Review: BlackBerry Bold 9900
Disappointingly, it looks as though RIM hasn't update the camera software, either.
Leaving the side convenience key set to launch the camera is the best and fastest way to get at it. It launches in perhaps a second or so. The 9900 has a 5 megapixel camera with fixed focus (what?!?) and an LED flash.
The physical button can be used to take pictures, as can a software button on the 9900's display. Some basic options can be controlled from the viewfinder without calling up a separate menu. The flash can be turned off, on or set to auto. The shooting mode can be changed, which includes a wide list of options (auto, face detection, portrait, sports, etc.). The BlackBerry key can be used to get at several other settings, such as resolution, where pictures are stored, and so on.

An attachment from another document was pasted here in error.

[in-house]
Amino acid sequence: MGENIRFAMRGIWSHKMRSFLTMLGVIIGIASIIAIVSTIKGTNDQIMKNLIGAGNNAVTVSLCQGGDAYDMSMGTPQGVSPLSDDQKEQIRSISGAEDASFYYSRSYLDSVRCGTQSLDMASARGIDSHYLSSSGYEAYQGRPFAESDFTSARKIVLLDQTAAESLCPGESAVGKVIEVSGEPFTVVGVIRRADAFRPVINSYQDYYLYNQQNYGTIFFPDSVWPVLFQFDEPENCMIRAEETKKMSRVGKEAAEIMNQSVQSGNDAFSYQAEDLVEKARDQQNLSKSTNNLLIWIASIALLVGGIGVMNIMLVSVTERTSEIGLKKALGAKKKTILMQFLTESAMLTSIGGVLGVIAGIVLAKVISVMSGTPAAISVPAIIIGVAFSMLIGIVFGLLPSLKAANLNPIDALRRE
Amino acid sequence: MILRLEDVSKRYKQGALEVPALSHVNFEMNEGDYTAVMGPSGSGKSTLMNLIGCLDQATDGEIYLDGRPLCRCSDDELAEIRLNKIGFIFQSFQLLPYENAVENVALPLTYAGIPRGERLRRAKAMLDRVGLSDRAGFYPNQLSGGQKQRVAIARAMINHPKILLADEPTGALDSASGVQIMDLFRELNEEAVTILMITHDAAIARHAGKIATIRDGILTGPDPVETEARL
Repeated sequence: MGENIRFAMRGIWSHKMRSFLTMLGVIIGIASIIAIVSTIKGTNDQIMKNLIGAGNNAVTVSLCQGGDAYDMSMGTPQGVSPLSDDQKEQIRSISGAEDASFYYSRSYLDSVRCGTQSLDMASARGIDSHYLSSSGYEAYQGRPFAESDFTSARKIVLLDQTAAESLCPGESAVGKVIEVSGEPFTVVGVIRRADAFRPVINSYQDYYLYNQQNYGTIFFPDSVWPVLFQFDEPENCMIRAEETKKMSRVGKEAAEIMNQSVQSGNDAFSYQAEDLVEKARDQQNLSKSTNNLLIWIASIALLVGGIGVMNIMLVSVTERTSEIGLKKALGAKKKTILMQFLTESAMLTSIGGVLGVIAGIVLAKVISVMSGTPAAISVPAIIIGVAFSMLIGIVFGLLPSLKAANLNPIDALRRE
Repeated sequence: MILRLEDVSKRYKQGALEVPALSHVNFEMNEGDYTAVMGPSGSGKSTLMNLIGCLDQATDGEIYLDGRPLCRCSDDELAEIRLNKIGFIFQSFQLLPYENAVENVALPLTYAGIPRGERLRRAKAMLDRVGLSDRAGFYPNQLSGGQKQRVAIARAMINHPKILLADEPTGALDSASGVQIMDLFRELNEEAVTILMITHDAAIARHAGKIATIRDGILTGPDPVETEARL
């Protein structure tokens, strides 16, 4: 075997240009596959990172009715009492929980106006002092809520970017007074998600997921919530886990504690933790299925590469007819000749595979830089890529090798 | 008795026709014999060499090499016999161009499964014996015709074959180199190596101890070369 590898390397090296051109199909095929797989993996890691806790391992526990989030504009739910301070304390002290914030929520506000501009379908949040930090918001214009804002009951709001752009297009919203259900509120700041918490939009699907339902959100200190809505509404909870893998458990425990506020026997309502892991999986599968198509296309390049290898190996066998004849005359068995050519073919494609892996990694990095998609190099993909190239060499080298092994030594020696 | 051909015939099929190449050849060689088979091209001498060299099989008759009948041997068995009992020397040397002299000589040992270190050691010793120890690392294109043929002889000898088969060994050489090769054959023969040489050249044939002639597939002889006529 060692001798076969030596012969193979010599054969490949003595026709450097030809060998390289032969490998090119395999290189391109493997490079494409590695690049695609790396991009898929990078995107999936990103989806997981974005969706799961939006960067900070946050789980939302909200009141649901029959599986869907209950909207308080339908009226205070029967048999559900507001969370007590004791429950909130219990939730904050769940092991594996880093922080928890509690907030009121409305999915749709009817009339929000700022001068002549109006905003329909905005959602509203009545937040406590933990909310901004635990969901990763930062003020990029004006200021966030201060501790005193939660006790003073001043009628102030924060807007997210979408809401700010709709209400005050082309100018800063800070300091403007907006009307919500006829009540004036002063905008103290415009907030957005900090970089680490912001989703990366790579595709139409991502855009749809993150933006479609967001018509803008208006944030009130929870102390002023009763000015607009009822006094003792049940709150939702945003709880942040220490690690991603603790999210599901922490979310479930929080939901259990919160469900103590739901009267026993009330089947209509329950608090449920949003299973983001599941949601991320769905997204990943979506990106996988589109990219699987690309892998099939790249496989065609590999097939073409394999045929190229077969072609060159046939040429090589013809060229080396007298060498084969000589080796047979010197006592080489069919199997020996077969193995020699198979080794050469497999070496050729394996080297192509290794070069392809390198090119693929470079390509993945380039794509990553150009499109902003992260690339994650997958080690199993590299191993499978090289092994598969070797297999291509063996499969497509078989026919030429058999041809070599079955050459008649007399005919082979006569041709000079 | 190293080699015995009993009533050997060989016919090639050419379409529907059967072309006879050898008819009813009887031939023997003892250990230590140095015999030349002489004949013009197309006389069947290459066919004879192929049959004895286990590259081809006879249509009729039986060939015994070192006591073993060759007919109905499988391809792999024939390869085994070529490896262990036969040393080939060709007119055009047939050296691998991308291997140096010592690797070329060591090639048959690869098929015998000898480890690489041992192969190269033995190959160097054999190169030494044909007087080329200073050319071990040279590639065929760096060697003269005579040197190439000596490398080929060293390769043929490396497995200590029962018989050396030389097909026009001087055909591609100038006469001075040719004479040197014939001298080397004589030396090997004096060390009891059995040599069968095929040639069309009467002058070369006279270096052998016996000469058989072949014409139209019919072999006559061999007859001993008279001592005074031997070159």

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When you want to take a picture, the 9900 responds pretty quickly. It shoots and saves pictures in about a second, which is as good as you can expect from a phone.
Similar to the BlackBerry 6 software, the BlackBerry 7 camera software puts a thumbnail of the most recent shot in the corner of the viewfinder. This means you can see the picture you last shot. Press it, and it opens the gallery application.
The 9900's gallery app comes across as bare bones compared to some of the competition. Pictures can be viewed in a grid. From the main gallery view, pictures can be selected, moved, shared, and all that you expect.
Once you open a picture, you can zoom through the entire gallery by swiping in either direction. Editing features are limited to rotating, cropping, and zooming. Pictures can be shared via email, MMS, Bluetooth, Twitter, GoogleTalk or Facebook.